Bangladesh: Landslides Threaten Rohingya Shelters

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Disaster Looms in Refugee Camps; Safer Ground Needed

Tens of thousands of Rohingya refugees in camps in Bangladesh are at imminent risk of landslides. Bangladesh authorities, with the assistance of the United Nations and other humanitarian agencies, should urgently relocate refugees to safer ground. 

(Cox’s Bazar) – Tens of thousands of Rohingya refugees in camps in Bangladesh are at imminent risk of landslides, Human Rights Watch said today in releasing a new online video. Bangladesh authorities, with the assistance of the United Nations and other humanitarian agencies, should urgently relocate refugees to safer ground.

Thousands of hand-built tarpaulin and bamboo shelters are threatened by strong winds and cyclones during the coming monsoon season. Rohingya refugees living on the steep, deforested slopes of sand and clay in the Kutupalong-Balukhali camps face added dangers of landslides. Altogether over 700,000 recent Rohingya refugees from Myanmar are living in camps in Bangladesh.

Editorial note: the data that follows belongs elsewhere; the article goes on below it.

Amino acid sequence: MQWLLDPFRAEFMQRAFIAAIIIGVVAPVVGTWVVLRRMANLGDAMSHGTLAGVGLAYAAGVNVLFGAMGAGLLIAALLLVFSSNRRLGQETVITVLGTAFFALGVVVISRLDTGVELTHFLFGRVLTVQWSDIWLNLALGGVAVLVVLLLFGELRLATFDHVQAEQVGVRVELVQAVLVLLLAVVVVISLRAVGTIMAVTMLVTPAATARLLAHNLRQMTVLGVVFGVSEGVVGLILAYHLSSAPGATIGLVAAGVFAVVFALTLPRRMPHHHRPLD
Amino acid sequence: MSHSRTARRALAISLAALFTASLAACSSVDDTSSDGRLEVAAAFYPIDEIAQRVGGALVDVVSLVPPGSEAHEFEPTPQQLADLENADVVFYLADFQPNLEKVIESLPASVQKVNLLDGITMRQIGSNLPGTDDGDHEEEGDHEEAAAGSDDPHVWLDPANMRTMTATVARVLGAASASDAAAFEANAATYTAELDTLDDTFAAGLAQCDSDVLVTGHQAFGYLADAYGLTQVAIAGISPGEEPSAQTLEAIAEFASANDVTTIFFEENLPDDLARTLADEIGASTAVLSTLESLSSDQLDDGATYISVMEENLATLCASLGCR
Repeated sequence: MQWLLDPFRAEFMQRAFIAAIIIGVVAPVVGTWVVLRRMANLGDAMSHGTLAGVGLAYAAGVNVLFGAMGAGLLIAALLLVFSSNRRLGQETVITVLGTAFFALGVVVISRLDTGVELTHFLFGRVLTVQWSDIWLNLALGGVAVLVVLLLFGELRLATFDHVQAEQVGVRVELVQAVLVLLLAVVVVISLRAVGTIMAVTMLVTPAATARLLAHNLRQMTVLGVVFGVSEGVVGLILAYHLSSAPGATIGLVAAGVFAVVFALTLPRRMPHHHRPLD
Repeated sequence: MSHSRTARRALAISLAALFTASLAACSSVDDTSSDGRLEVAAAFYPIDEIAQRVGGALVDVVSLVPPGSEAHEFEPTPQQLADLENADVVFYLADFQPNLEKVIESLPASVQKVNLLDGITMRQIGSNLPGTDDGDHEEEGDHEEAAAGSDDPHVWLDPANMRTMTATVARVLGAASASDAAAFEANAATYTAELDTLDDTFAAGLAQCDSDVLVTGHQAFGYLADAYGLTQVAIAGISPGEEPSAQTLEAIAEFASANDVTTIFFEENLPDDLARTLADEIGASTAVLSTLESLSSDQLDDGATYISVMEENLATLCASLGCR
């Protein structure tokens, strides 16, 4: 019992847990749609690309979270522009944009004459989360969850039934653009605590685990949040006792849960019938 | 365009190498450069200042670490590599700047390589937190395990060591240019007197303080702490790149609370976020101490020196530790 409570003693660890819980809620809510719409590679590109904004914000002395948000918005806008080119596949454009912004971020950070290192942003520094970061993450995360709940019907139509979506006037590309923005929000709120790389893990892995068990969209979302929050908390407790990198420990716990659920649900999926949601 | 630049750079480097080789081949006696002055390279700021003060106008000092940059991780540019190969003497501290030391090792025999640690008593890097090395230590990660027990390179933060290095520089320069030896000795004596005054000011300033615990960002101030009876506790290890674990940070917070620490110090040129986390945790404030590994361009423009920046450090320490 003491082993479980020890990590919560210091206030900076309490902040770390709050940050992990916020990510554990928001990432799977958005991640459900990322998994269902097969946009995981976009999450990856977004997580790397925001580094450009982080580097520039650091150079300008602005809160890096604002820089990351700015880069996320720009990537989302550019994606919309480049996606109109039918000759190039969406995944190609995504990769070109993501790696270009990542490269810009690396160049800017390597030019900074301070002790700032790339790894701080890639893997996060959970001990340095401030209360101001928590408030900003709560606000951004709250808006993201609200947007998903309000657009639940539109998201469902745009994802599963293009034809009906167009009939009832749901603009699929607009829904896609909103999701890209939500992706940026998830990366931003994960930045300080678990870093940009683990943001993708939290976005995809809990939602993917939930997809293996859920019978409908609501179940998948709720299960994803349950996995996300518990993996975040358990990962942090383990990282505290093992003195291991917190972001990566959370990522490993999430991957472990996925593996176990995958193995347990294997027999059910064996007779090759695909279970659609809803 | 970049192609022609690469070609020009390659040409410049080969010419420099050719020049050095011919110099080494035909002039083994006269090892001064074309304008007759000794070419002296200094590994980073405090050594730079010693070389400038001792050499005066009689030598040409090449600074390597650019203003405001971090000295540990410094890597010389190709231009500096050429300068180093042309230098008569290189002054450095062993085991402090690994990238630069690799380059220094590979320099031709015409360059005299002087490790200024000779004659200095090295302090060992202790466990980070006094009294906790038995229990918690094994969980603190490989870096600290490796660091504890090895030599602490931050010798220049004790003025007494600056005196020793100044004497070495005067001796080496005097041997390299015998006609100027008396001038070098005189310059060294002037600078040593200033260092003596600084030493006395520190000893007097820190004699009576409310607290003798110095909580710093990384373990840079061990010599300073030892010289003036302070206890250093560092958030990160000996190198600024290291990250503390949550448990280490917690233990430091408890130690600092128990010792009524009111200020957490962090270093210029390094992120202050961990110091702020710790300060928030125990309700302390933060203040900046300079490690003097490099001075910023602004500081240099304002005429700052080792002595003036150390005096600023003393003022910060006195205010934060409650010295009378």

“The situation in the Rohingya camps is a disaster waiting to happen,” said Bill Frelick, refugee rights director at Human Rights Watch. “Already, after a few bouts of rain, some shelters were blown away and the narrow paths are slippery and dangerous.

A landslide in the Kutupalong-Balukhali refugee camp in Bangladesh on May 18, 2018 washed away a shelter housing 17 Rohingya refugees, all of whom were unharmed.

© 2018 Bill Frelick/Human Rights Watch

A landslide on May 18, 2018, in a densely packed area in Camp 11, washed away a hut that housed three families, numbering a total of 17 people, who were unharmed. Nobi Hassan, the head of one of those families, told Human Rights Watch that he asked the appointed local leader to relocate them to a safer place, but was told they had to stay in the same block. He said there is no space left in that block and all the other huts were also precariously situated.

“Many Rohingya want to return to Myanmar if their rights and identity are respected, but sadly that won’t happen anytime soon,” Frelick said. “In the meantime, people like Nobi Hassan and his family desperately need a safe place to live.”

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